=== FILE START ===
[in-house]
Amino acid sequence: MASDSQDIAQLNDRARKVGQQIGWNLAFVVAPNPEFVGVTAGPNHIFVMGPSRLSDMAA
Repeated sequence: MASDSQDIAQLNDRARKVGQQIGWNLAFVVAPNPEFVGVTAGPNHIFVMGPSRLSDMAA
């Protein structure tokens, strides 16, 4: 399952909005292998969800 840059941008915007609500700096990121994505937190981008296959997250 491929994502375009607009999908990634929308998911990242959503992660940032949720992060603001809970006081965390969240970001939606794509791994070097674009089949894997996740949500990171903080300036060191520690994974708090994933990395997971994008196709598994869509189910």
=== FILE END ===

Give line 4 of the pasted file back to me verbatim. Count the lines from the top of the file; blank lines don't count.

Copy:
């Protein structure tokens, strides 16, 4: 399952909005292998969800 840059941008915007609500700096990121994505937190981008296959997250 491929994502375009607009999908990634929308998911990242959503992660940032949720992060603001809970006081965390969240970001939606794509791994070097674009089949894997996740949500990171903080300036060191520690994974708090994933990395997971994008196709598994869509189910």